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‘A big boy done it and ran away’

Ken Houston says whether the victims are small children or small shareholders , government ‘guardians’ never seem to accept responsibility; even by the dire standards of the social work establishment, the first week of October was not a good one.

Within a few days the press reported three distressing cases – one north, the other two south of the Border – which revealed how, yet again, failings by social workers led to the loss of human life.

Here in Scotland the subject was the death of a Lanarkshire foster parent who was not informed by social services about the violent tendencies of a teenage boy in her care. The two English examples – one in Bradford the other in Birmingham – repeated an already well-related story of social workers ignoring clear evidence of ill treatment towards children by parents and/or step-parents. The previous month, similar failings involving the death of a child in Coventry, another Midlands city, were made public knowledge.

On each occasion the reaction from social services spokespersons was depressingly familiar: much intake and sucking out of breath, then the usual excuses about lack of resources, shortage of staff, heavy workloads and, of course, dastardly Tory cuts.

It had not been my intention to raise this issue because, A), the failure to protect children (at a cost of £50k a year to the taxpayer for a basic qualified social worker if you add pension and other benefits to salary) is bad for the blood pressure; and B) the subject is normally not one appropriate to a business-related website.

However as these failings were being revealed, I had begun reading Hubris (*), a fascinating account of the downfall of HBOS by the veteran financial journalist, Ray Perman. And having finished the book I could not fail to infer a clear connection between the failings of social work and financial regulation.

In his book Perman, rightly, focuses on the unbelievable risks with shareholders’ money taken by the HBOS top brass and for their failure to heed warning signs before disaster struck.

But the author also devotes a chapter to the Financial Services Authority, the government-funded organisation set up by Gordon Brown, which was charged with monitoring HBOS and other financial institutions to ensure that shareholder funds were not put at exceptional risk.

In this, the FSA failed miserably. Just like social workers who (either through naivety, political correctness or moral cowardice) choose to take the word of cunning, manipulative or brutish parents that their children are not being abused, so FSA officials took the word of the banks that everything was hunky-dory.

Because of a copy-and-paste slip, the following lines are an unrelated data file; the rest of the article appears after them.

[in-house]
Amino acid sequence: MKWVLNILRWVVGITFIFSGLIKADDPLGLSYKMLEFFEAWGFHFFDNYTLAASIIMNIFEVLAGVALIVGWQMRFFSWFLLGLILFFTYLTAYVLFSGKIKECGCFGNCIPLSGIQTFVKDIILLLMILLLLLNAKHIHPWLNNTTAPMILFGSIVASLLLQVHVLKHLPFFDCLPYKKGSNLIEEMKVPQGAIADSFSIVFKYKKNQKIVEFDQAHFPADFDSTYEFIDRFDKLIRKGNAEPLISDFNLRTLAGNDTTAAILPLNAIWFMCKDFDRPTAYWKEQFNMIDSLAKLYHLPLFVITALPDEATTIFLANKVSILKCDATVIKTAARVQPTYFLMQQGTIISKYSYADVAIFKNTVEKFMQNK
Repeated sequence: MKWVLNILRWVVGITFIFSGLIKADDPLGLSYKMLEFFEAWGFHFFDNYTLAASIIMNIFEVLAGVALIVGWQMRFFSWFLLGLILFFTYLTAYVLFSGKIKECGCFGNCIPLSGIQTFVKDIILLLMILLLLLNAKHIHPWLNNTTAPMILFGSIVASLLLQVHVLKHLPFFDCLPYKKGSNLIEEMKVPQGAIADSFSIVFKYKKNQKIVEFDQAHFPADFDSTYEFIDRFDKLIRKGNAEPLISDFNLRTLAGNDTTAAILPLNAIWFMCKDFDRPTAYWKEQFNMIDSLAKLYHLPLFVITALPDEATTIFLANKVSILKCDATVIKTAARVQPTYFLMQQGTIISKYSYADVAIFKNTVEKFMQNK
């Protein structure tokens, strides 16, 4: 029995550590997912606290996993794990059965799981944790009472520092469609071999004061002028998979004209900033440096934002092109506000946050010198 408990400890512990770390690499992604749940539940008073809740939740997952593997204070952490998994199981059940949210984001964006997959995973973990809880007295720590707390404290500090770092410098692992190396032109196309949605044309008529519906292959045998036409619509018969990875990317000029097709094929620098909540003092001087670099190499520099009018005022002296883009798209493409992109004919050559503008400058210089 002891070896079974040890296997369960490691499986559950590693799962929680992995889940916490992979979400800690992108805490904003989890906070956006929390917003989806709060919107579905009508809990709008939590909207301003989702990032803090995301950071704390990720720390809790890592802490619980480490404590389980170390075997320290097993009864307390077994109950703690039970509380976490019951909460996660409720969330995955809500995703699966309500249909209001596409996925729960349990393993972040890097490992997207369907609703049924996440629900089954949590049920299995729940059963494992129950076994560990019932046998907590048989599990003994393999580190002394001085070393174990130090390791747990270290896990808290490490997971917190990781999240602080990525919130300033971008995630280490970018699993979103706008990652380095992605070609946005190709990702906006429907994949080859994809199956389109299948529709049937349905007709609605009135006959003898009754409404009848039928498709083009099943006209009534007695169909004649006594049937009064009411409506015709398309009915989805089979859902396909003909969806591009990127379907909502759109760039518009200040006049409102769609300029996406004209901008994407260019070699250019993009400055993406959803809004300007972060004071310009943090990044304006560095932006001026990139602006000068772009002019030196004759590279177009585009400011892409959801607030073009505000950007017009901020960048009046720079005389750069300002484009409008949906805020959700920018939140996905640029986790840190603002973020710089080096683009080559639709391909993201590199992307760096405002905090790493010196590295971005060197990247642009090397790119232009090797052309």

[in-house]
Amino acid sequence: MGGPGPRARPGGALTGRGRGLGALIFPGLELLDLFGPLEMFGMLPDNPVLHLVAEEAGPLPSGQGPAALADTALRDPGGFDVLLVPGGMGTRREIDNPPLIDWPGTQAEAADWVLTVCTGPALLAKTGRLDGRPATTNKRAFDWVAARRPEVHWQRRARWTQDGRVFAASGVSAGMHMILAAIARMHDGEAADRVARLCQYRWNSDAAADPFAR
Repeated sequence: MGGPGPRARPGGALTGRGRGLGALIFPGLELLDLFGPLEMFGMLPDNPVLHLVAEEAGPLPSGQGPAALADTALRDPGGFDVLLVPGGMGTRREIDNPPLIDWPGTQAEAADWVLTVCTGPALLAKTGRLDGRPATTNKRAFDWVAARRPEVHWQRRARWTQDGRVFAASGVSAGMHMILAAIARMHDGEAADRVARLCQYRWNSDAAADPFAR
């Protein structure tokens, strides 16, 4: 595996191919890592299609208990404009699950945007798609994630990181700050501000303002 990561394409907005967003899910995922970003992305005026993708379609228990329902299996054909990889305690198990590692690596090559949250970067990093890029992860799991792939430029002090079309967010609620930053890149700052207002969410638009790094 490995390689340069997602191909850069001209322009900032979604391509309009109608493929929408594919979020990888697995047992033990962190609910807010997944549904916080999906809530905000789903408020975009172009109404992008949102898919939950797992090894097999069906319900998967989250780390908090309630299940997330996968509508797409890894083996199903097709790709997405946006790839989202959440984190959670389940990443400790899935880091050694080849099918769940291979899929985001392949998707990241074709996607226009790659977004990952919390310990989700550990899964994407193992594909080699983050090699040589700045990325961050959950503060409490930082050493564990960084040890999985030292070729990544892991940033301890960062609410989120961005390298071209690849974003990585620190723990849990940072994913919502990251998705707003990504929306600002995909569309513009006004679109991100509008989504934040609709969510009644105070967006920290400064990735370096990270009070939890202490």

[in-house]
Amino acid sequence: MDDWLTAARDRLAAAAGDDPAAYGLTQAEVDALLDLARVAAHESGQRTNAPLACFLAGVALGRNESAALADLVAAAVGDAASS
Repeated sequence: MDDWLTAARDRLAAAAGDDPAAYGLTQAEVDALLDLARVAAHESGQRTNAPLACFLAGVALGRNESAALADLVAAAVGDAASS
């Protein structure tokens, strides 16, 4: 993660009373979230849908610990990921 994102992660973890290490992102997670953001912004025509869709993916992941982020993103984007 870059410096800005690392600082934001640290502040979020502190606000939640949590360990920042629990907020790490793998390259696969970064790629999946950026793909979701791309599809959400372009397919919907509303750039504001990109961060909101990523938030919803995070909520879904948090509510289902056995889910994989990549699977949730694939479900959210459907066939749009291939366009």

For the sake of a quiet life, what they were told was what they wanted to hear.

When the whole thing went belly up, public opprobrium concentrated on the people in charge at HBOS (and at RBS and Northern Rock), their indignation heightened by the fact that those responsible walked away with huge pay-offs and with pensions intact, even though the consequences for thousands of small shareholders must have been devastating.

However, this partly meant that those who failed at the FSA were permitted to slope off into the night with little or no consequences. For example, the most senior official from the FSA to lose his post in light of errors in the handling of Northern Rock was rewarded with a £612,000 golden exit package and a £30,000 performance related bonus.

Consequently, the parallels with social work are chillingly obvious.

Failure by social workers to protect children hardly ever lead to dismissals or, if so, an appeal usually results in reinstatement or substantial financial compensation.

Indeed, if the first week of October was a bad one for social work, the month ended on a high note when it was announced that Sharon Shoesmith – in charge of social services at the London Borough of Haringey and, therefore, directly responsible for employees who failed “Baby P” - would receive compensation for unfair dismissal estimated to be at least half a million pounds.

Shoesmith was said to be “thrilled” by the outcome, just as previously she was “over the moon” when the courts initially ruled in her favour. Clearly this woman has moved on since little Peter was beaten and tortured to death despite being visited 60 times by a team of her social workers.

Shoesmith must wonder why she was not treated in the same way as Harriet Dempster, who retired from Highland Council (on a substantial pension) in 2010. Dempster was in charge of social work when the body of five-year old Danielle Reid (murdered by her mother’s boyfriend) was fished out of the Caledonian Canal, despite several attempts by other family members to warn social services that Danielle was being severely abused.

A subsequent independent inquiry described the structure and processes of the social work department as “chaotic”. Yet if Dempster had any regret at the failings towards this little girl, there was no evidence of mea culpa. In fact, not only did she keep her job but went on to accept a rise in annual salary reputed to be in the region of £15,000.

So where – and with whom - does the buck stop in social work?

Well, just as at the FSA (now reinvented as the Financial Conduct Authority) it seems not to stop with any individual, no matter how high up.

When something goes wrong, it’s all the fault of “the system” – the ultimate “get out of jail free card” all too regularly played by generously-remunerated public sector officials who fail to live up to their professional responsibilities.

(*) Hubris by Ray Perman is published by Birlinn